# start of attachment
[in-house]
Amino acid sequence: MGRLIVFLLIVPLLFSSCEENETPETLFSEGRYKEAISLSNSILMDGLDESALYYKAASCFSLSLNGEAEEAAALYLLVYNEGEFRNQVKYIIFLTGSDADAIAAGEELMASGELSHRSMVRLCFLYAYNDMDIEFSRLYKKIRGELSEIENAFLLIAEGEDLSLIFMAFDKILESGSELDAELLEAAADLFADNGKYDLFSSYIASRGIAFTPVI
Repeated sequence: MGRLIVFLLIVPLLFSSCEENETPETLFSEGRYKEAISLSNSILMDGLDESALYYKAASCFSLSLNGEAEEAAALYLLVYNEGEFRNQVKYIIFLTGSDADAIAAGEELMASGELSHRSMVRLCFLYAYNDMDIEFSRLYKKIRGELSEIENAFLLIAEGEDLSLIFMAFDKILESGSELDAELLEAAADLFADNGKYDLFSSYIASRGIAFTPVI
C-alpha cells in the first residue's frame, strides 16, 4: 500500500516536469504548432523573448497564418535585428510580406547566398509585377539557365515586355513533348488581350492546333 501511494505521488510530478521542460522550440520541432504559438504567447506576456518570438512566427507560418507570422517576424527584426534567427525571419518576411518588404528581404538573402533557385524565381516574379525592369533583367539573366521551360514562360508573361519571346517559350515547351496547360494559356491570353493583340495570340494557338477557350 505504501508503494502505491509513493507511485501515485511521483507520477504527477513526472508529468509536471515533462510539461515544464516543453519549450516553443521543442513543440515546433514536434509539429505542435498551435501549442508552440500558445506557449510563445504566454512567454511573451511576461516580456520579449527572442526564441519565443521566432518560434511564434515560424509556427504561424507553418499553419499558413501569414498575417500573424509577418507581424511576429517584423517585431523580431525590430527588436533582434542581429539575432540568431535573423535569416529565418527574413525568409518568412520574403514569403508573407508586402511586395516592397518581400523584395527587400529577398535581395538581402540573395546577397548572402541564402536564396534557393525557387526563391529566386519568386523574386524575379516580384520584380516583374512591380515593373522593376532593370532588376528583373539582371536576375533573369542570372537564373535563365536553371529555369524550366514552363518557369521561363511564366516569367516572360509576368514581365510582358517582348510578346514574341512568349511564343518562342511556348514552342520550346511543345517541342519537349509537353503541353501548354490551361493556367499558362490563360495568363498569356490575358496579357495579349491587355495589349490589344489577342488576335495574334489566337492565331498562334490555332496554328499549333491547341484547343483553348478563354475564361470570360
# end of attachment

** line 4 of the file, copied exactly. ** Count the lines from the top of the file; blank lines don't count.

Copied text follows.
C-alpha cells in the first residue's frame, strides 16, 4: 500500500516536469504548432523573448497564418535585428510580406547566398509585377539557365515586355513533348488581350492546333 501511494505521488510530478521542460522550440520541432504559438504567447506576456518570438512566427507560418507570422517576424527584426534567427525571419518576411518588404528581404538573402533557385524565381516574379525592369533583367539573366521551360514562360508573361519571346517559350515547351496547360494559356491570353493583340495570340494557338477557350 505504501508503494502505491509513493507511485501515485511521483507520477504527477513526472508529468509536471515533462510539461515544464516543453519549450516553443521543442513543440515546433514536434509539429505542435498551435501549442508552440500558445506557449510563445504566454512567454511573451511576461516580456520579449527572442526564441519565443521566432518560434511564434515560424509556427504561424507553418499553419499558413501569414498575417500573424509577418507581424511576429517584423517585431523580431525590430527588436533582434542581429539575432540568431535573423535569416529565418527574413525568409518568412520574403514569403508573407508586402511586395516592397518581400523584395527587400529577398535581395538581402540573395546577397548572402541564402536564396534557393525557387526563391529566386519568386523574386524575379516580384520584380516583374512591380515593373522593376532593370532588376528583373539582371536576375533573369542570372537564373535563365536553371529555369524550366514552363518557369521561363511564366516569367516572360509576368514581365510582358517582348510578346514574341512568349511564343518562342511556348514552342520550346511543345517541342519537349509537353503541353501548354490551361493556367499558362490563360495568363498569356490575358496579357495579349491587355495589349490589344489577342488576335495574334489566337492565331498562334490555332496554328499549333491547341484547343483553348478563354475564361470570360